Needle in a Haystack: Analyzing Every Alert to Find Serious Threats

Written by Intezer

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    One of the greatest challenges security operations center (SOC) teams face is the high volume of daily alerts about suspicious files and endpoints that they must investigate. A lot has already been written about this “needle in the haystack problem.” SOC analysts are faced with so many alerts that they will likely miss the real threat (needle) hidden among the false positives (the haystack).

    According to research published by the Ponemon Institute and reported in a Network World article, only four percent of alerts are truly investigated. It is nearly impossible to analyze every single alert coming through an organization due to time constraints and a lack of resources. As a result, many alerts remain uninvestigated. This is in contrast to a “zero-trust approach” that assumes every alert might indicate a breach and therefore must be investigated thoroughly.

    The Zero-Trust Trust Approach to Alert Investigation

    Sophisticated attackers understand that defenders have many alerts to investigate. Many successful cyber attacks are the result of security teams missing an alert because the alert “haystack” was too large. In addition, advanced attacks may be hidden behind vague alerts such as “suspicious behavior” which are often missed or go ignored. This further supports the notion that no alert should be left uninvestigated.

    For that reason, it is important for security teams to embrace a zero-trust approach when investigating alerts and to not compromise on investigating only a handful of alerts. A few solutions have been commonly adopted that are helping security teams address a greater number of alerts, which we will divide into two categories: alert reduction and response automation. When integrated properly, alert reduction and response automation should help defenders reduce the greater “haystack,” in other words lowering the number of alerts that need to be investigated by a security team.

    Leveraging Automated Triage and Threat Clusters for Alert Reduction

    Alert reduction means narrowing down the “pile” of alerts that need to be investigated, weeding out noise and false positives so you can cluster the remaining threats.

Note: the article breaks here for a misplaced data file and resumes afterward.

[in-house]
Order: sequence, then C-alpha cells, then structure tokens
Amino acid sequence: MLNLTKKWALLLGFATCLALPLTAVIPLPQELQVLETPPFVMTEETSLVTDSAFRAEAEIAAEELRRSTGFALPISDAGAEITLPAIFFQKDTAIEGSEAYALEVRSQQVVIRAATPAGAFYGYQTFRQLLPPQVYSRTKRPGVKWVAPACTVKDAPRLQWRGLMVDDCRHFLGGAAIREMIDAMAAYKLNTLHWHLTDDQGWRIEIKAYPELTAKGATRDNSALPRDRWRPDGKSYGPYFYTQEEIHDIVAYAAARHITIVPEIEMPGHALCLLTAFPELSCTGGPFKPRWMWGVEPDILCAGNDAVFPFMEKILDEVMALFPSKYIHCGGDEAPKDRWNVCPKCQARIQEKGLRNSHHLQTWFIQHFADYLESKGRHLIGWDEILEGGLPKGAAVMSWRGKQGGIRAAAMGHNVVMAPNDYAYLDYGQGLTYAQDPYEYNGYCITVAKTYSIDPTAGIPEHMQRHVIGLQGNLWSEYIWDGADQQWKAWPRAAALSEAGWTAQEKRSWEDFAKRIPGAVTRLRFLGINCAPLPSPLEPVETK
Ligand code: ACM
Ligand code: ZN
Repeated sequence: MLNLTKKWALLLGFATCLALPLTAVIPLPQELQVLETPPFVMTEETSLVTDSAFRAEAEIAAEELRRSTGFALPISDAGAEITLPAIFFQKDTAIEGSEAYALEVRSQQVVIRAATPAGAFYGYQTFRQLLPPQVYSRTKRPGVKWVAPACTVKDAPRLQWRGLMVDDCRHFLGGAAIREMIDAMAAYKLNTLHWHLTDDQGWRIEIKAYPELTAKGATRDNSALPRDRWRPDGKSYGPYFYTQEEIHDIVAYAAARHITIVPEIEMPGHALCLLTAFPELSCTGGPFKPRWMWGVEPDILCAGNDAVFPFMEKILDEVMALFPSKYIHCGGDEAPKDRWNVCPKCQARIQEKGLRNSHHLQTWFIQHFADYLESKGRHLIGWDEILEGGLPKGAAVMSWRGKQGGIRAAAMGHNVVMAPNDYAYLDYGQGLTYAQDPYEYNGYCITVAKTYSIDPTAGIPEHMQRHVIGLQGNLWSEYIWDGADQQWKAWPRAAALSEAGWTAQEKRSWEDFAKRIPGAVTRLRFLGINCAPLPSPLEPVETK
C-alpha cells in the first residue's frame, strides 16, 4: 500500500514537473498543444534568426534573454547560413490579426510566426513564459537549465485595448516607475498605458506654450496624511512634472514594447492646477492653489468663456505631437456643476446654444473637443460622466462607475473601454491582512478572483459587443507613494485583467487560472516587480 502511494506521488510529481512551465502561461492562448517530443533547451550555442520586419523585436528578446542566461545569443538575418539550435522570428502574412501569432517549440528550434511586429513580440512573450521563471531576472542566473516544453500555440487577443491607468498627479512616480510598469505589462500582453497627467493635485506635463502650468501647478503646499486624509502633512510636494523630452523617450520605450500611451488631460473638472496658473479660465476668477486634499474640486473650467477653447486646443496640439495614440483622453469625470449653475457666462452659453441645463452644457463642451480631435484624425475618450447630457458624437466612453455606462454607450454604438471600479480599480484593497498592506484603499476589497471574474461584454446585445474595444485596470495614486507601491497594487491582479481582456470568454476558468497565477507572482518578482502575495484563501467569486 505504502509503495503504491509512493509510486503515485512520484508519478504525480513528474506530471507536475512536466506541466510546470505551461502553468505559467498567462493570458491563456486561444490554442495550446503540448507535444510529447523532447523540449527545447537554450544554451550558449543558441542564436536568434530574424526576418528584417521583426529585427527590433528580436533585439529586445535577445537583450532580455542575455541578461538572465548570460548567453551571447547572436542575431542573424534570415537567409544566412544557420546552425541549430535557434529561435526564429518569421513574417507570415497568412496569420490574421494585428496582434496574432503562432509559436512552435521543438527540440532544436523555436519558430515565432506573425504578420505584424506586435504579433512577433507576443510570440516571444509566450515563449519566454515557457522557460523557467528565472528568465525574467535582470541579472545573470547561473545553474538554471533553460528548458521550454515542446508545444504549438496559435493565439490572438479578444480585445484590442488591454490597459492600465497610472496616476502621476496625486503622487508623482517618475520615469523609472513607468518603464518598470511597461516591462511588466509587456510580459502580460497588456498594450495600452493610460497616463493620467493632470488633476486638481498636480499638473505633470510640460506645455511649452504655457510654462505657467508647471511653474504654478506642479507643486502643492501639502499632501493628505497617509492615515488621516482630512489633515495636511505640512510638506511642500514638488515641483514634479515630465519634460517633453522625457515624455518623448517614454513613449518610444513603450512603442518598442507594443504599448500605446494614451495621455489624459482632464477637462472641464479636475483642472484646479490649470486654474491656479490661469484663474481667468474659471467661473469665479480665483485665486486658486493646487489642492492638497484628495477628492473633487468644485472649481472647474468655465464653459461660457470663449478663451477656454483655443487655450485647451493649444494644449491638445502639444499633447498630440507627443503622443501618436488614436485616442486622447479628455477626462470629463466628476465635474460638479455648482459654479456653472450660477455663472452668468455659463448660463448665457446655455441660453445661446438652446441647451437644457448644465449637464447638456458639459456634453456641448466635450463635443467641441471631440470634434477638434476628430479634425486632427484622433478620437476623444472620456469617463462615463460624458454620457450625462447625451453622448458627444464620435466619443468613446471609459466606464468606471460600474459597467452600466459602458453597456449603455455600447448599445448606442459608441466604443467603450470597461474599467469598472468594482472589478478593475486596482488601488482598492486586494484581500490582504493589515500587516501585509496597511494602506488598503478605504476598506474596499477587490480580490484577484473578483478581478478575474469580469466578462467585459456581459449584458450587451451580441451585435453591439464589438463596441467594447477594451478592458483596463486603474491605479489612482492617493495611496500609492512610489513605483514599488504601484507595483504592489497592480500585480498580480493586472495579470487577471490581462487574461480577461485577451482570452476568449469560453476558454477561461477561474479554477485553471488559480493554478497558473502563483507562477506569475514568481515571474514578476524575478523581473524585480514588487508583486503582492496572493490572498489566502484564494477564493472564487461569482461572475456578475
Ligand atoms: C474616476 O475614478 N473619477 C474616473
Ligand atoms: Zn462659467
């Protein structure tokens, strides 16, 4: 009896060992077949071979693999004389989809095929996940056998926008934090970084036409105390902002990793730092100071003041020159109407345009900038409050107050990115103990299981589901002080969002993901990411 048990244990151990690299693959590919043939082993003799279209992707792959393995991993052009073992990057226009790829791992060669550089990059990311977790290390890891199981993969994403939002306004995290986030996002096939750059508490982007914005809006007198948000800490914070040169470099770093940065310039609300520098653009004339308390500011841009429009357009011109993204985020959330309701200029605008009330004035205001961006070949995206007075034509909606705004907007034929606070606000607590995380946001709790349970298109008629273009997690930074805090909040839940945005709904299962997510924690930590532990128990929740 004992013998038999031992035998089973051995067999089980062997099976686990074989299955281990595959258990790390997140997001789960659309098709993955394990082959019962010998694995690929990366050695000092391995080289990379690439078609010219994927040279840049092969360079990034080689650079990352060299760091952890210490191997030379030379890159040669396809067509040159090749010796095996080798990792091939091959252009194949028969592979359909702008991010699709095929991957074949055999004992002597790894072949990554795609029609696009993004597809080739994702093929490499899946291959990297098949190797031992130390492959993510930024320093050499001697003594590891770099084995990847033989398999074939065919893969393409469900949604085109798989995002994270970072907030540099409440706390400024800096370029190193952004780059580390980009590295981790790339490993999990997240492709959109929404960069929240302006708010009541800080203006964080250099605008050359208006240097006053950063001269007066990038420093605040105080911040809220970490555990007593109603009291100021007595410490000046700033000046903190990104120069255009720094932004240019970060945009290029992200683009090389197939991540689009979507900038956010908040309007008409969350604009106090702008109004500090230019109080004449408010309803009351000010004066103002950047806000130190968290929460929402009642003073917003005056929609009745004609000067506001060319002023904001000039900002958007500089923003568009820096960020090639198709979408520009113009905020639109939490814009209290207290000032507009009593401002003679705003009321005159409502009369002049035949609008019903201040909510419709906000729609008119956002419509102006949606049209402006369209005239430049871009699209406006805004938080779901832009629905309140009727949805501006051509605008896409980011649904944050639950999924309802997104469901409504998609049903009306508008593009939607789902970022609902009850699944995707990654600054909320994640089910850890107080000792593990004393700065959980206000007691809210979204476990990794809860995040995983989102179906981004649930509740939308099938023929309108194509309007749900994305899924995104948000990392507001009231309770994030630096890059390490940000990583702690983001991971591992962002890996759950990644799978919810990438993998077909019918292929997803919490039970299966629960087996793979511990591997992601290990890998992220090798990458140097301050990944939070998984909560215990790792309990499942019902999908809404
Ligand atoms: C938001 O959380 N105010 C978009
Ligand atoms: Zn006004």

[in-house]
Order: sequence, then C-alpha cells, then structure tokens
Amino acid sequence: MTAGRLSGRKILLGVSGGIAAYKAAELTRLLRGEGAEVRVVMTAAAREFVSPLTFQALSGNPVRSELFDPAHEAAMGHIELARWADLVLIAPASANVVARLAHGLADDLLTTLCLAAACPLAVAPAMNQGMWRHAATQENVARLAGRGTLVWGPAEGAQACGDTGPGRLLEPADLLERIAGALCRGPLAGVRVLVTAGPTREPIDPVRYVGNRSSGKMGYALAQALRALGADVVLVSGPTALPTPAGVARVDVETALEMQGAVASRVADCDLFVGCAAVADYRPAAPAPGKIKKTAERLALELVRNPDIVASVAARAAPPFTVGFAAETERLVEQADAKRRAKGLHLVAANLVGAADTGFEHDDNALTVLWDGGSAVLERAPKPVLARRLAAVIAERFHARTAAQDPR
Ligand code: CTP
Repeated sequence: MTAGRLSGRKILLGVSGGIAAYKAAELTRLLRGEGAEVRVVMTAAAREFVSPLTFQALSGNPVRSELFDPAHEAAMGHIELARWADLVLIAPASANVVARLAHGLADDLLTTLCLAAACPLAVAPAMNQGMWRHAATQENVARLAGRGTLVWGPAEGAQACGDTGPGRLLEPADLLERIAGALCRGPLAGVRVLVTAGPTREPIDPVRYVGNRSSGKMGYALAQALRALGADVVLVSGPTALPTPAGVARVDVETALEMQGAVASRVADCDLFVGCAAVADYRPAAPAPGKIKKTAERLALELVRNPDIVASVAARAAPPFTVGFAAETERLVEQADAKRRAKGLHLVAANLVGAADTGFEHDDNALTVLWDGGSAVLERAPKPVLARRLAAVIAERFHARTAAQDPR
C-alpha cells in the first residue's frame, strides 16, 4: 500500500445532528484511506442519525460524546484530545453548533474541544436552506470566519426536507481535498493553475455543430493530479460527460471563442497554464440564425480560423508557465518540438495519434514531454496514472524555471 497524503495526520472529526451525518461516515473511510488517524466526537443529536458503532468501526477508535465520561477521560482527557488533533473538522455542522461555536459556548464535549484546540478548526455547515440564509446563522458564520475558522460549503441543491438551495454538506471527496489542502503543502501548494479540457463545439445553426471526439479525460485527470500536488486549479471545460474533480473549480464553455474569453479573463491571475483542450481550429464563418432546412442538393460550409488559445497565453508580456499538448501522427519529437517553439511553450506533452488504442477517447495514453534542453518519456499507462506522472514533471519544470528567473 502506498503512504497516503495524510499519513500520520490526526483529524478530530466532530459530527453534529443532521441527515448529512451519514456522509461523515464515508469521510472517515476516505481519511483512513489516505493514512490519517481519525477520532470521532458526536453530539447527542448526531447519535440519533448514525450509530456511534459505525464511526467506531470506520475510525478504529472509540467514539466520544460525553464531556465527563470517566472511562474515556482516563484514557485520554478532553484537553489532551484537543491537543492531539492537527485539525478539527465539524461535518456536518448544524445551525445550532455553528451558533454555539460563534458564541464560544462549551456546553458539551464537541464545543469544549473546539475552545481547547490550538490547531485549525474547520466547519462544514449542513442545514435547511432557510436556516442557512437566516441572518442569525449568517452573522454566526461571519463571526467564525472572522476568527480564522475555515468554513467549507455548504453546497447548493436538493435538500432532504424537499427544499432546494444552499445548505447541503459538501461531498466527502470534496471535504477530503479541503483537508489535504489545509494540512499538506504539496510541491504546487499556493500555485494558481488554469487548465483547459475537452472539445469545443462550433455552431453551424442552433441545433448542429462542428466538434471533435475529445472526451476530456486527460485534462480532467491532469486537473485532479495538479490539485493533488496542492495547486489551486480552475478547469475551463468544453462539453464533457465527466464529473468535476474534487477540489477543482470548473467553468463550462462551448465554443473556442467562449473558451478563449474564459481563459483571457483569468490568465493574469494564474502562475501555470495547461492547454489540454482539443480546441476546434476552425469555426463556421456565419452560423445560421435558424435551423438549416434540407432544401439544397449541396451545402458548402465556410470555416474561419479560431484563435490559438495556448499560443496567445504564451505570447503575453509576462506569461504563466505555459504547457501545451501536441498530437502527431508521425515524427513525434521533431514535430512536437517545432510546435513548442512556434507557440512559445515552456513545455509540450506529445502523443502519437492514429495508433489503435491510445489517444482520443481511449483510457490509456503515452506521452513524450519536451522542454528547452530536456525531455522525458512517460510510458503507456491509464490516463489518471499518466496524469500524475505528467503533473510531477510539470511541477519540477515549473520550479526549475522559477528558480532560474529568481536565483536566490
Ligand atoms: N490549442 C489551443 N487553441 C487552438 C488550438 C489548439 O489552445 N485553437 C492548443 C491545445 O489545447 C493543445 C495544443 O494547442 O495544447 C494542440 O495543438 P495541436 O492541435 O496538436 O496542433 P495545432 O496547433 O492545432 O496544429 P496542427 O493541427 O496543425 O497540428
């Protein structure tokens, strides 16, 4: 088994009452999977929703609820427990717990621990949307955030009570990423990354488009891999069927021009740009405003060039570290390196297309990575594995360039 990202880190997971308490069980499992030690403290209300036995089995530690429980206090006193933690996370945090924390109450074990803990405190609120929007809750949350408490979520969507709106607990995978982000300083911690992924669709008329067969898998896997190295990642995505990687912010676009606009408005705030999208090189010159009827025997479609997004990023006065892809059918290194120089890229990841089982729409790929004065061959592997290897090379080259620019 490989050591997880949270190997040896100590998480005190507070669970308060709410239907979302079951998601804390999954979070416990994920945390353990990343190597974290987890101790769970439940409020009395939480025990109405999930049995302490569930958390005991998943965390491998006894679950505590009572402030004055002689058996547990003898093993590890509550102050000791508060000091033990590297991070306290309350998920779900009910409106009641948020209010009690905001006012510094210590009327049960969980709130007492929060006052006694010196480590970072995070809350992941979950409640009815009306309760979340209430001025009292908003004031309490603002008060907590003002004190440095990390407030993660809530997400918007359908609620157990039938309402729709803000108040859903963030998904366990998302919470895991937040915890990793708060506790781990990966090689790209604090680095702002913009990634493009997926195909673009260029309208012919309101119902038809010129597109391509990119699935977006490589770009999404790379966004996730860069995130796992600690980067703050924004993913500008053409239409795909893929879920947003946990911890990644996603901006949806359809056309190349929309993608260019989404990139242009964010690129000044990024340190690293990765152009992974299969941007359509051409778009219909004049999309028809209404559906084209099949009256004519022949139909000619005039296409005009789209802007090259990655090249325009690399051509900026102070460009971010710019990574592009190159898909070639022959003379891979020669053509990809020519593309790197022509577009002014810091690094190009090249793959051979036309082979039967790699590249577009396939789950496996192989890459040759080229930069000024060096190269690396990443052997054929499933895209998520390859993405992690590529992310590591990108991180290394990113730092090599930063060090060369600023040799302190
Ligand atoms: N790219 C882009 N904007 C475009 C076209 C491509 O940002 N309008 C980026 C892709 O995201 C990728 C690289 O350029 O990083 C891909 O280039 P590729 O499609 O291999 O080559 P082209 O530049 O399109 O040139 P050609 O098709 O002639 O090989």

This is done by automatically collecting evidence and investigating alerts, obtaining enough data (extracting files, URLs, etc.) to cluster threats and correlate events. This makes the investigation process more efficient by reducing the number of total alerts that need attention and providing greater context into all your alerts.

    Here’s an example from one of Intezer’s reports, summarizing triaged alerts from the previous week and visually breaking down the “alert haystack”:

    Let’s give an example with threat clusters – you take all the new alerts from just today, triage them, filter out the false positives, and find you have 17 threat clusters, 3 alerts that need investigation, and 2 “unknown” alerts. This clustering gives you a lot of information about how you can efficiently respond to the known threats and which ones might require action first.

    Here’s what those threat clusters would look like: 

    Intezer - Dashboard threat clusters example

    If you started with hundreds or thousands of alerts, automatically identifying false positives then grouping remaining alerts into threat clusters it is much less overwhelming. This kind of automated triage saves teams time and ensures each alert gets the appropriate investigation and response.

    Response Automation for Clustered Alerts

    Response automation is used to take action, automatically investigating further, triggering auto-resolution, and only escalating serious threats. Response automation allows security teams to automate alert triage and accelerate response, concentrating their efforts on threat clusters or threats that require hands-on response. We can see that in our example image above, we have the IoCs and detection opportunities for each cluster.

    For example, once “suspicious behavior” is detected, response automation can be used to automatically trigger live memory analysis to scan for fileless malware or other in-memory threats. By using automation, you can reduce the manual steps you need to take to go from getting the alert through triage, investigation, and response. This is a key way for teams to reduce incident response time.

    The Challenges of Investigating Every Suspicious Alert

    Alert reduction and response automation can be helpful for reducing the workload required for investigating such a large volume of alerts. The challenge remains if a technical analyst is needed to manually analyze the suspicious alerts, as can happen after teams try automating such processes with SOAR playbooks.

    Some tasks, unfortunately, are very difficult to automate. Reverse engineering, for example, is typically not a task that can be performed automatically and at scale. The same applies for memory analysis. In the past, a team of malware analysts was often required to perform a deeper analysis of alerts in order to better understand and classify them. For example, you may need human analysts to figure out: 

    • Is the alert a false positive? 
    • If the alert is a threat, what type of threat is it? 
    • What is the intent and sophistication level of the threat? 
    • Who is the threat actor behind the attack?